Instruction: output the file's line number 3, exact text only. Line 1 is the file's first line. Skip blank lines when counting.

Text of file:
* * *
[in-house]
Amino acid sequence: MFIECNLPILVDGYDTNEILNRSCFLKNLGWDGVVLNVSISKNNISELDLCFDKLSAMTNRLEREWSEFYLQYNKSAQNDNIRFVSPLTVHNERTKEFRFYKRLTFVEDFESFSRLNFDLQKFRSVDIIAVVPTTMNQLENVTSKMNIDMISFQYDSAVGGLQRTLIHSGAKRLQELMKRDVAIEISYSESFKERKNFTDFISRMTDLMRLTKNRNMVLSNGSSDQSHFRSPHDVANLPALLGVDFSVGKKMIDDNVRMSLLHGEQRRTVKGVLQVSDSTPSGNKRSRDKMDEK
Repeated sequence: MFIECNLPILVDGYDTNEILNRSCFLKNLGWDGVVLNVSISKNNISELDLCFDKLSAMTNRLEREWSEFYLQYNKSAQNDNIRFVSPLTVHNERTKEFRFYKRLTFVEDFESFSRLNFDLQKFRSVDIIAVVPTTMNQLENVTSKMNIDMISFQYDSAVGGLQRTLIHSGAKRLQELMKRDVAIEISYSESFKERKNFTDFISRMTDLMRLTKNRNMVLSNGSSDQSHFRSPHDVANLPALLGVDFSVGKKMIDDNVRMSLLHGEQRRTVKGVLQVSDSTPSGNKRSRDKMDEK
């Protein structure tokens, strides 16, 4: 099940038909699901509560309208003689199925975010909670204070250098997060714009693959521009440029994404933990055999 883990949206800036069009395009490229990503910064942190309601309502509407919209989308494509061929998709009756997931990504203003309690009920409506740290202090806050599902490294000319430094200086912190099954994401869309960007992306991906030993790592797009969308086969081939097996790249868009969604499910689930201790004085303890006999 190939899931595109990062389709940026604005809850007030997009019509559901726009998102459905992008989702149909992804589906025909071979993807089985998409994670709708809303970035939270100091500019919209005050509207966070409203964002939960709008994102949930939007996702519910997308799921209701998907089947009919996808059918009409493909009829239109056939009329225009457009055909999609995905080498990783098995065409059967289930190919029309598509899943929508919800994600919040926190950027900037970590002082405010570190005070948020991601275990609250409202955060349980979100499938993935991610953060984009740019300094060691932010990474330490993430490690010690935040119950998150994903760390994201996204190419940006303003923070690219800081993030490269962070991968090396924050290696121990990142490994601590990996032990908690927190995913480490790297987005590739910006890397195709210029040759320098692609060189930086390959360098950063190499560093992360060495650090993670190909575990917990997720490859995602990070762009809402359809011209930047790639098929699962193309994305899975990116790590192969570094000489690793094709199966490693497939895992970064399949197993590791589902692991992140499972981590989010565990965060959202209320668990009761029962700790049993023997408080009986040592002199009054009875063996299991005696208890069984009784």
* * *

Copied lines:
Repeated sequence: MFIECNLPILVDGYDTNEILNRSCFLKNLGWDGVVLNVSISKNNISELDLCFDKLSAMTNRLEREWSEFYLQYNKSAQNDNIRFVSPLTVHNERTKEFRFYKRLTFVEDFESFSRLNFDLQKFRSVDIIAVVPTTMNQLENVTSKMNIDMISFQYDSAVGGLQRTLIHSGAKRLQELMKRDVAIEISYSESFKERKNFTDFISRMTDLMRLTKNRNMVLSNGSSDQSHFRSPHDVANLPALLGVDFSVGKKMIDDNVRMSLLHGEQRRTVKGVLQVSDSTPSGNKRSRDKMDEK